Blanceflor was born in Siena, Italy, in 1891. She was the daughter to baron Carl Bildt and his wife Alexandra, née Keiller. Her father serviced as envoi and minister to the Swedish legation in Rome from 1889 – 1920. He was also a successful writer and historical researcher, elected to the Swedish Academy, honorary PhD and even honoured with a street name in Rome: Via Carlo de Bildt. He lived in Rome until his death in 1931.
Blanceflor grow up in a culturally rich home and was given a comprehensive education. She spoke fluent Italian, French and English. In spite that she was born in Italy and never lived in Sweden more than shorter periods she spoke an excellent Swedish as well. Blanceflor became during her life a very appreciated person in Rome’s cultural scene.
When Blanceflor was in her twenties she and a young Italian prince fell in love with each other. His name was Andrea Boncompagni Ludovisi and they decided to marry. The year was 1913 and in their circles it wasn’t that easy then, because the prince’s parents had agreed with the wealthy American Preston family that Andrea and their daughter Margret should marry, a marriage that took place in 1916.
However, the agreement also comprised that if the couple stayed childless, and if the prince so desired, the alliance could be dissolved after ten years. The prince would then become beneficiary of two trusts of significant financial value in the US and Margaret Preston Draper would maintain her princess title.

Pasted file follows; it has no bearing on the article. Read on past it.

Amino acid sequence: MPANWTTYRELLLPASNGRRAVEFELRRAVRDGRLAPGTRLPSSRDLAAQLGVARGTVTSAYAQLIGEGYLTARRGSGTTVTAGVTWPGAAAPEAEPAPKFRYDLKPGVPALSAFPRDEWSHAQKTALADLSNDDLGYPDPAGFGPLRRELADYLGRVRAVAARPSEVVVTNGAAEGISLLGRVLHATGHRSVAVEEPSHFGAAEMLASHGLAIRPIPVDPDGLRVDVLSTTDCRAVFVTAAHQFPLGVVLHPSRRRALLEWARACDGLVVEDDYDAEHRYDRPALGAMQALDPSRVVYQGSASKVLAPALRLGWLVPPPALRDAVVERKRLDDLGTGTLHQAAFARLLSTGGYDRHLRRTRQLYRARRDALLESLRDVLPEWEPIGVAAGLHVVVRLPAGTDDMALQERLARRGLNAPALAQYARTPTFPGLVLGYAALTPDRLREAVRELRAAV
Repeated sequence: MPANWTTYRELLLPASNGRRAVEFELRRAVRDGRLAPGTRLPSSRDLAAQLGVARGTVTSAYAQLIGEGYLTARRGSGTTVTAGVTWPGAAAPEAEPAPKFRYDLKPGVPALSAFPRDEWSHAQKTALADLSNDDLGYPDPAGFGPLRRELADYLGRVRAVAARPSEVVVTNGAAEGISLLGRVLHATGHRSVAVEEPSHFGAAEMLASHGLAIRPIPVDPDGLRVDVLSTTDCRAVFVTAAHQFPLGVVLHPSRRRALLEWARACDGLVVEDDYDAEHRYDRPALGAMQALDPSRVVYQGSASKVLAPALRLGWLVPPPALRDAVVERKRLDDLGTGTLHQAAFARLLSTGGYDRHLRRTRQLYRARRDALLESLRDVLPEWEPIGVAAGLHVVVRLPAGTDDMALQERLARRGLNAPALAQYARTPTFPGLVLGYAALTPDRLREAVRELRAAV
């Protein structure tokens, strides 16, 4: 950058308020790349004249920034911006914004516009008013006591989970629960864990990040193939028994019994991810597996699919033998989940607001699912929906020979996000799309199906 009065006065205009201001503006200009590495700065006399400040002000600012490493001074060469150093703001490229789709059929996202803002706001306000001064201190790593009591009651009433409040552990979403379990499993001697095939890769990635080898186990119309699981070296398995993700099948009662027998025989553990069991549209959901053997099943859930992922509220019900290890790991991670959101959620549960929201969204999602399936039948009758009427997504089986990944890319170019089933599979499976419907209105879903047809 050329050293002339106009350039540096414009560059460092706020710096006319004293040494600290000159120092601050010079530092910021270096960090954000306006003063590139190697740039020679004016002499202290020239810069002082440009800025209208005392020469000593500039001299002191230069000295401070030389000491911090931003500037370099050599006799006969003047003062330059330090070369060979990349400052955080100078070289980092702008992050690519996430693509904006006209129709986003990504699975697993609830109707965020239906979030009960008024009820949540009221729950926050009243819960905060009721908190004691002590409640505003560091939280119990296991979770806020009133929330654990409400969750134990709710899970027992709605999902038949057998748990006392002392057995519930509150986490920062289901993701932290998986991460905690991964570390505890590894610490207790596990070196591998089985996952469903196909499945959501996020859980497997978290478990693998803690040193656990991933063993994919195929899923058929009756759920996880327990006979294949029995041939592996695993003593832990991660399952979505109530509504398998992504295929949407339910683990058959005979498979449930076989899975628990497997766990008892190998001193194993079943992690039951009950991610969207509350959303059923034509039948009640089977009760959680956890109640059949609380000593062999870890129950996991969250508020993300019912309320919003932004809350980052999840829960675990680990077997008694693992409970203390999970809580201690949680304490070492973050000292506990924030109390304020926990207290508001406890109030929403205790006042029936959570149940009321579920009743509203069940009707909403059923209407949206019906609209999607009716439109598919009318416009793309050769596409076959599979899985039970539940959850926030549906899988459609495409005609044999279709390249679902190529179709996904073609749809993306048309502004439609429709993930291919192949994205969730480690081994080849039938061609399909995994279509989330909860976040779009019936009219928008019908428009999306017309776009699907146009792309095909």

In 1924 the marriage was annulled and the same year prince Andrea and Blanceflor – who had been waiting for her prince during ten years – married. Their marriage was a happy one.
A Foundation for education and research
Blanceflor and prince Andrea stayed childless and when he deceased in 1948 Blanceflor inherited the American possessions, the residence at 18 Via Boncompagni in Rome where she lived and a domain in Umbria. Later she also acquired a mansion, La Sosta, in the Alban Hills. Her life style remained imprinted of past times.
Blanceflor later married the Italian lawyer Adolfo Gancia whom she also survived, he died in 1966. Blanceflor herself passed away in 1972, she is buried beside her parents in Rome.
The Boncompagni residence in Rome was donated to become a centre to support culture and is today a museum; it was inaugurated in 1995 after a thorough renovation.
The Foundation for scientific education and research that Blanceflor gave her own name was established already in 1955, although with a modest capital during her life time, but after her decease the Foundation received a significant part of the US holdings, together with some assets in Sweden and Switzerland.